from Wiktionary, Creative Commons Attribution/Share-Alike License

  • adj. Obsolete form of heretic.
  • n. Obsolete form of heretic.


Sorry, no etymologies found.


  • John Huss for a heretick; 40 the stories of his own party style him a martyr.

    Religio Medici

  • A man that is an heretick after the first and second admonition reject;

    Probably Just One Of Those Funny Coincidences

  • ‘Drinking tea one day at Garrick’s with Mr. Langton, he was questioned if he was not somewhat of a heretick as to

    The Life of Samuel Johnson LL.D.

  • I lost some of his good-will, by treating a heretical writer with more regard than, in his opinion, a heretick could deserve.

    A Journey to the Western Isles of Scotland

  • By the Lord, I think thou art some kind of heretick.

    Five books of the lives, heroic deeds and sayings of Gargantua and his son Pantagruel

  • Whosoevir wald delaite any of heresye, he was heard: no respect nor consideratioun had what mynd the delatour bayre to the persone delated; whosoever war produced for witnesses war admitted, how suspitious and infame that ever thei ware; yf two or thre had provin any poynt, that by thare law was holden heresye, that was ane heretick: rested no moir but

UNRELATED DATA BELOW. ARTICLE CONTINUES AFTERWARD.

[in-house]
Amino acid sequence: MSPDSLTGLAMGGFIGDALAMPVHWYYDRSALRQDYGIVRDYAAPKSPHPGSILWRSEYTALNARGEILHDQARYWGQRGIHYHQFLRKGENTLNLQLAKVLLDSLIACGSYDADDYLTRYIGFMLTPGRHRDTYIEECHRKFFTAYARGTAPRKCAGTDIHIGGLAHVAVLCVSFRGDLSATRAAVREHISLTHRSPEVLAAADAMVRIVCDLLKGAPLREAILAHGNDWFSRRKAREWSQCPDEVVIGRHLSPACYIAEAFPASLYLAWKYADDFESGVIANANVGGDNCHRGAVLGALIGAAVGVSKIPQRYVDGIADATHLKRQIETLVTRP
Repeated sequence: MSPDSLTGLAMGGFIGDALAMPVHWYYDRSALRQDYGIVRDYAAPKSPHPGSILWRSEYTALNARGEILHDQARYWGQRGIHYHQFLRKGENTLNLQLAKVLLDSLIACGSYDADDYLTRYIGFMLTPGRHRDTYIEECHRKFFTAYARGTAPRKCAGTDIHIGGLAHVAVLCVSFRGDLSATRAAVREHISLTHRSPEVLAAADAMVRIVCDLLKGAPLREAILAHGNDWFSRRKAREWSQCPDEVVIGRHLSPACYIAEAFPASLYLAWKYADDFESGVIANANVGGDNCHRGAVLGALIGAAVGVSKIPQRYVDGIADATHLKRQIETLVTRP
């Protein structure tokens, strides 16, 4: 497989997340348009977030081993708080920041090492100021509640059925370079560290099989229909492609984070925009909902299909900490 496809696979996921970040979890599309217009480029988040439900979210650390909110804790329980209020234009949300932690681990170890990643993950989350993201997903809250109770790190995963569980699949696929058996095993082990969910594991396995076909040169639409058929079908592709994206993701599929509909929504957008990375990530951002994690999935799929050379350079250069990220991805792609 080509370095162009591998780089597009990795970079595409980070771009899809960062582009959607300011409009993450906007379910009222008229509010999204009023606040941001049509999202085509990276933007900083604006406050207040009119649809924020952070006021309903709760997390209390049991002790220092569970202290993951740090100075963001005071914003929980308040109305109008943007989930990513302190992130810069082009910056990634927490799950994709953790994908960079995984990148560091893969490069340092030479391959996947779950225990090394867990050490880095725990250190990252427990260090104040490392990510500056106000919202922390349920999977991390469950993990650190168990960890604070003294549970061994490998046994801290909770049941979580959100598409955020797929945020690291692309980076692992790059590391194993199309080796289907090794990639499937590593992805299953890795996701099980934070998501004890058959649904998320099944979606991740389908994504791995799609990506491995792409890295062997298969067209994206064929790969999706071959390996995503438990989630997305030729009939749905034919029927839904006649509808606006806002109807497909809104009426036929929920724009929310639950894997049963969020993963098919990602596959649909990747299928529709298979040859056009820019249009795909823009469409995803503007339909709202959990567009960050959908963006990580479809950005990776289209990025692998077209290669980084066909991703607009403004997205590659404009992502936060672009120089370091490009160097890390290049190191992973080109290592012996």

The Works of John Knox, Vol. 1 (of 6)

  • Bott moist of all was he greved by certane wicked men, amongis whome Campbell the Blak Freir (of whome we spak befoir [56]) was principall, who continuallie cryed, "Convert, heretick: call upoun our Lady: say _Salve Regina_," etc. To whome he answered, "Departe, and truble me not, ye messingeris of Sathan."

    The Works of John Knox, Vol. 1 (of 6)

  • He has an excellent humour for an heretick, and in these days made the first Arminian.

    Microcosmography or, a Piece of the World Discovered; in Essays and Characters

  • He eyed me with much suspicion; perhaps he had heard of ablutions in the Mahomedan religion, and knowing me to be a heretick, probably he came to the conclusion that all hereticks were Turks.

    Chapter III

  • Obviously, were cobblers to usurp the sacerdotal functions, the superstitious reverence of the people for the priestly office would not long endure: and it was his crime in upholding this sacrilegious practice which made the Rev. Thomas Cobbett cry out in his pulpit "against Gorton, that arch-heretick, who would have al men to be preachers."

    The Emancipation of Massachusetts


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